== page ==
For example, a large health care organization recently implemented a record system that made the insurance claims process much easier for the internal accounting department. However, it also significantly increased the time doctors must spend entering data.
When the system was rolled out, doctors were told that their bonuses depended on entering data into the system in less than 24 hours. This requirement led to doctors seeing fewer patients each day to ensure they have time to complete the data entry. The reward structure was more focused on increasing internal process compliance than encouraging doctors to provide better quality patient care.
I strongly suspect the finance people who created this reward structure spend far more time with the accounting personnel who process claims than with the doctors who actually generate the organization’s revenue.
2. Rewarding cost savings versus revenue generation
Many financial reward structures are set at the business unit level and then cascaded down in functional silos.
For example, an Administrative Support department might get a set of financial targets focused on reducing operating costs while the Sales department received targets tied to closing new business. These targets are then cascaded down within each department such that individual administrative support employees are solely rewarded for reducing costs, while individual sales people are solely rewarded for closing new deals. Yet these two employees are expected to collaborate out in the field.
I have seen many examples of administrative support functions severely damaging sales force performance as a result of overly restrictive travel and expense policies. And I’ve seen just as many examples of wastefully extravagant expenses racked up by sales people in the name of “closing deals.”
Rather than encouraging collaboration between sales and support to achieve maximum sales with minimum expense, reward structures often create hostility between these interdependent parts of the organization.
Support says “sales doesn’t care about costs,” and based on how sales is rewarded, they are right. On the other hand, sales people’s complaints about support not caring about closing deals are equally valid.
A focus on compliance, not productivity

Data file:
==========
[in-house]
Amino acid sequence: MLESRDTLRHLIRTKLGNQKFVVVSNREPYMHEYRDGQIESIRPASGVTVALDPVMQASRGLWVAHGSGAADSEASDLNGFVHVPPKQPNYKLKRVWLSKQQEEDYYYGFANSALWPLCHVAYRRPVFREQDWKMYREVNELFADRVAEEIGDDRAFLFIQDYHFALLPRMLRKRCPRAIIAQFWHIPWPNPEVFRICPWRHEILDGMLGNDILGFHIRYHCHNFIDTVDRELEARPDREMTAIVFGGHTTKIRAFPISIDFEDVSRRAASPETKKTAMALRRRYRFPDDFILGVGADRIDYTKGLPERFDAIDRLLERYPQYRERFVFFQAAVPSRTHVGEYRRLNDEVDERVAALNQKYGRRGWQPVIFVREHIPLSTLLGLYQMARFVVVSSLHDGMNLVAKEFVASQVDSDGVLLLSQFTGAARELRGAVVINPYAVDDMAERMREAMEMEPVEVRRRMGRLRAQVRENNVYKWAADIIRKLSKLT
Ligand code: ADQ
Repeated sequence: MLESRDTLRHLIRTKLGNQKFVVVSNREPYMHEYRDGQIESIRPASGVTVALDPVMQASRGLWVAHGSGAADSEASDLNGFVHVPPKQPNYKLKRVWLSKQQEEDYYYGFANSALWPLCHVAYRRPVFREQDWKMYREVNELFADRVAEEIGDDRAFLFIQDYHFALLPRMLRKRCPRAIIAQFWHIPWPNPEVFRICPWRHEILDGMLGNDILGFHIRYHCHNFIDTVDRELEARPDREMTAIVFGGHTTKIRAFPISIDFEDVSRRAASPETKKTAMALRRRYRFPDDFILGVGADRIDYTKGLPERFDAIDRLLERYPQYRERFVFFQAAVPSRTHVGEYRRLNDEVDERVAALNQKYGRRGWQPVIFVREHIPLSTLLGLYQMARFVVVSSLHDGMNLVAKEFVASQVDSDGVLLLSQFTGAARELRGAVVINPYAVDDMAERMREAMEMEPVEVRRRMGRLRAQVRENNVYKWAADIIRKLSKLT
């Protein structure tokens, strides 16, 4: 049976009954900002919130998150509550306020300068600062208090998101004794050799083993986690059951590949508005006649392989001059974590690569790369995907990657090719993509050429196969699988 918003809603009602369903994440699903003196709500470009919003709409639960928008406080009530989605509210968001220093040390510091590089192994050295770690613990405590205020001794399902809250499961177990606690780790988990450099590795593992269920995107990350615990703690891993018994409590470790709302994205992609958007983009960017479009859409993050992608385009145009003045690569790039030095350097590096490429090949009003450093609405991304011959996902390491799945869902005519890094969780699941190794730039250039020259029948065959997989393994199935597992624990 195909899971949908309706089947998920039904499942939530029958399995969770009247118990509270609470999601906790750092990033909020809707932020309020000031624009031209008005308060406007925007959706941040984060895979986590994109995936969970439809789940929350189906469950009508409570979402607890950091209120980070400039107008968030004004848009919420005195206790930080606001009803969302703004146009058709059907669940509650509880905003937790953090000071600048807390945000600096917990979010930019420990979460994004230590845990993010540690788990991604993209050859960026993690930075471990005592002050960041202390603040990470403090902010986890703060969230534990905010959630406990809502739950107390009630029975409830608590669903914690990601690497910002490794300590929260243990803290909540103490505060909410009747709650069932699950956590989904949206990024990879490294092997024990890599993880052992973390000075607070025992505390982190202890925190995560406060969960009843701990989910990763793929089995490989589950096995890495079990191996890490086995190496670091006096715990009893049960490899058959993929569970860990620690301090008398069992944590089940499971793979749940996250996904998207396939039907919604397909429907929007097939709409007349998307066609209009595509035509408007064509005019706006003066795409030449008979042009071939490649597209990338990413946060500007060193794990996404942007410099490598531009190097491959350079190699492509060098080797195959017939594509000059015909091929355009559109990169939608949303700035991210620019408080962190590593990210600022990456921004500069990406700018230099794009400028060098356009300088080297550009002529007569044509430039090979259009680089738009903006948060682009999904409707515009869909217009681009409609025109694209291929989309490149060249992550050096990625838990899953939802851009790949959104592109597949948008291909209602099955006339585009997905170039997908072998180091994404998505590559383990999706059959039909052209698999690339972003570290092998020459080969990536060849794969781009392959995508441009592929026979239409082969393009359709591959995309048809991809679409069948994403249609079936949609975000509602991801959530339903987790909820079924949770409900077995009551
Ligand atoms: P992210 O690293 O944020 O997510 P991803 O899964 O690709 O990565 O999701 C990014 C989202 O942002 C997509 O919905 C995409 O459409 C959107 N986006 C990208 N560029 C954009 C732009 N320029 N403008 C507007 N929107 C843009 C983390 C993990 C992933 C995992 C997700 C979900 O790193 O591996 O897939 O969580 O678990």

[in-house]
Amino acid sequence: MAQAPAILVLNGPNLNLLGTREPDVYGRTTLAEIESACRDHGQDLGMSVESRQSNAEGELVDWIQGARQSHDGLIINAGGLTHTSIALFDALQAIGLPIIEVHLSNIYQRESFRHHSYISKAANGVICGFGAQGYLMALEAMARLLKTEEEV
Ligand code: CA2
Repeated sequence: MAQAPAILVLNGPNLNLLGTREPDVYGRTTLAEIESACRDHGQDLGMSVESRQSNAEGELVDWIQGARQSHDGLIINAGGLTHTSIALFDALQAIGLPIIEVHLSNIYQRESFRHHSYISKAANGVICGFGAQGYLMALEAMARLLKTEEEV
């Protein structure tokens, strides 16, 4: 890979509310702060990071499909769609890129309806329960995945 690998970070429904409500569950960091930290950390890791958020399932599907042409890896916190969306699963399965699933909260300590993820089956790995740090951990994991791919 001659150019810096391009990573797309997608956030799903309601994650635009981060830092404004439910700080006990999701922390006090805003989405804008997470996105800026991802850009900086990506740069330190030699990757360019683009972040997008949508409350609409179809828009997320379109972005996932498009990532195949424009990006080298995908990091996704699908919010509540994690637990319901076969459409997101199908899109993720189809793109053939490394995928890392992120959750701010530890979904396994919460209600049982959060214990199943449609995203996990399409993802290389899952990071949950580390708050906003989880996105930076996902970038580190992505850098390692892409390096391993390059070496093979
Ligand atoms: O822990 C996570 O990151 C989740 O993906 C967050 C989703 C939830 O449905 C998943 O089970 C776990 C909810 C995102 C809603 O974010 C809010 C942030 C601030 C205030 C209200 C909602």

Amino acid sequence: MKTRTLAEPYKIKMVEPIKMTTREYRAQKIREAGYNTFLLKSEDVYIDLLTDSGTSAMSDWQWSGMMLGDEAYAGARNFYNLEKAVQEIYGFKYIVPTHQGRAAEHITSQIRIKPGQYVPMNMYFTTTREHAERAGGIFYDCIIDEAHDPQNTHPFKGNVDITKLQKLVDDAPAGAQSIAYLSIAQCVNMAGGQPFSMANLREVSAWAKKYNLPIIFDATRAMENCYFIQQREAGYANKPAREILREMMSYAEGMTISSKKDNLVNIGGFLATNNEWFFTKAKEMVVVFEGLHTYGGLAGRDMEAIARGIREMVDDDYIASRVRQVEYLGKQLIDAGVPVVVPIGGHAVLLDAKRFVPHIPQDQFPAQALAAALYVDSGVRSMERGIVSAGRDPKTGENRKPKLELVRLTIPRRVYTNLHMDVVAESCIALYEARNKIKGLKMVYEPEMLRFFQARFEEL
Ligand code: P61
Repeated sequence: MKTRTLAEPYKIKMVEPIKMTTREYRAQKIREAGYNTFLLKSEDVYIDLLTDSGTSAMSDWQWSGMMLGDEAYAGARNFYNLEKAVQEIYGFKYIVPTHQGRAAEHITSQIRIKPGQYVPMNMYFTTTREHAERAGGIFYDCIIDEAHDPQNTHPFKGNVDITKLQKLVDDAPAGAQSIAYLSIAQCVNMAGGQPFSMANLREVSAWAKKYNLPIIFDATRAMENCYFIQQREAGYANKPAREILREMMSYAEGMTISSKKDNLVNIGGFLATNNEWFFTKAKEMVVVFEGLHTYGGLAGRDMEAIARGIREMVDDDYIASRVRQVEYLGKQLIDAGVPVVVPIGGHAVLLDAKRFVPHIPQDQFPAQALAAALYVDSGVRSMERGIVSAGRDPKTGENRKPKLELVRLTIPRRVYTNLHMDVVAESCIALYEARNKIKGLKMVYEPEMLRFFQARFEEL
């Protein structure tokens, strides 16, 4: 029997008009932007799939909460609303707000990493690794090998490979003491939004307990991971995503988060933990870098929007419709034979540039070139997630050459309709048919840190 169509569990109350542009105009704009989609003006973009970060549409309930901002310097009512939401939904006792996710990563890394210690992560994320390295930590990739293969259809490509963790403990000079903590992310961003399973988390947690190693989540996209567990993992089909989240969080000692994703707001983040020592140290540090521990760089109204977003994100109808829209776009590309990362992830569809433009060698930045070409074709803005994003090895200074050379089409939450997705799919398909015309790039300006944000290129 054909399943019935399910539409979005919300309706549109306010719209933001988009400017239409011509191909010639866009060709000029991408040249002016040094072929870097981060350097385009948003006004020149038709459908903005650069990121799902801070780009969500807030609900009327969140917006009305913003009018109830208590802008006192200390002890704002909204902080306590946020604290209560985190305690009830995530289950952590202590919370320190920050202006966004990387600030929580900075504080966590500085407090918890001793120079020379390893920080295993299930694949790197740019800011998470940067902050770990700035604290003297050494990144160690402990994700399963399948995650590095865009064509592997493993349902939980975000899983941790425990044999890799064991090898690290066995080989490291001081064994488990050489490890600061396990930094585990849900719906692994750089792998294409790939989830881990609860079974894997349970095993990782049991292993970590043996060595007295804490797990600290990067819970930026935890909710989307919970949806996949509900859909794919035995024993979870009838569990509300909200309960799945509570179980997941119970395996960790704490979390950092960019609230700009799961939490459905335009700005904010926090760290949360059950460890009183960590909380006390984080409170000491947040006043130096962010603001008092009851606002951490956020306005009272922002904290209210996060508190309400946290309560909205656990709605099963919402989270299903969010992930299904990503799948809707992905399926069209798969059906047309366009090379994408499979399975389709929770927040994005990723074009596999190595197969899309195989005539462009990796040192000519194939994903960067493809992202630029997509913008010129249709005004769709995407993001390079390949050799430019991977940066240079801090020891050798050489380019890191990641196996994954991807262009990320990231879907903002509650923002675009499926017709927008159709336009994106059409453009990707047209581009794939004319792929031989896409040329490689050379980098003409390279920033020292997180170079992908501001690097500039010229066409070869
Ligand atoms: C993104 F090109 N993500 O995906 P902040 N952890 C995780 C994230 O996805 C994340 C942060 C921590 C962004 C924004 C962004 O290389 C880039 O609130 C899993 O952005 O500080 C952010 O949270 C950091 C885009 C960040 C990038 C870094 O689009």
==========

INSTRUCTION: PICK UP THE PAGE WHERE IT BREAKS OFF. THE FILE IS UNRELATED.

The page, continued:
One sales person memorably told me that “working with my travel support group is like getting a license from the Department of Motor Vehicles. They aren’t measured based on whether they help me be more productive, they just care about complying with their department’s internal policies.”
The lesson to be learned is if you truly want different departments to collaborate with each other, then you must create alignment and interdependencies between the financial reward structures used by each department.
The goal of this paper is not to demean or decrease the critical importance of Finance, but to create awareness to how certain financial practices can significantly damage workforce productivity.
For many years, HR departments have been justly criticized for not doing enough to understand the financial side of the business. But, the same can be said for many Finance organizations in their understanding of HR.
Financial targets vs. employing people
Decisions that make sense based on financial spreadsheets can seriously undermine business performance when they are rolled out to actual people. The partnership between HR and Finance extends both ways – we should seek to learn more about each other.
Or as I like to say, the main reason we employ people is to hit financial targets. But we won’t hit financial targets if we don’t effectively manage the people we employ.
An example of this occurred in a company I was working with where the Director of Leadership Development was rewarded based on the percentage of positions filled by internal candidates while the Director of Recruiting was rewarded based on the number of external hires.
This placed the Recruiting organization in direct competition with the Development organization. Rather than cooperating to see if it made more sense to treat specific positions as opportunities to develop internal talent versus opportunities to bring fresh talent into the company, it was just a race to see who could fill them first.
Do you give lip service to the value of development?
I doubt any company intentionally creates rules and cultural norms to discourage development. These things result from a failure to think through the implications of organizational policies and leadership decisions.
Compare these examples to the methods your company uses to recognize and reward performance. Are you truly supporting people who invest in developing themselves and others, or do you merely give lip service to the value of development without actually rewarding it?
Note: This is an excerpt from Steven Hunt’s book Common Sense Talent Management: Using Strategic Human Resources to Improve Company Performance.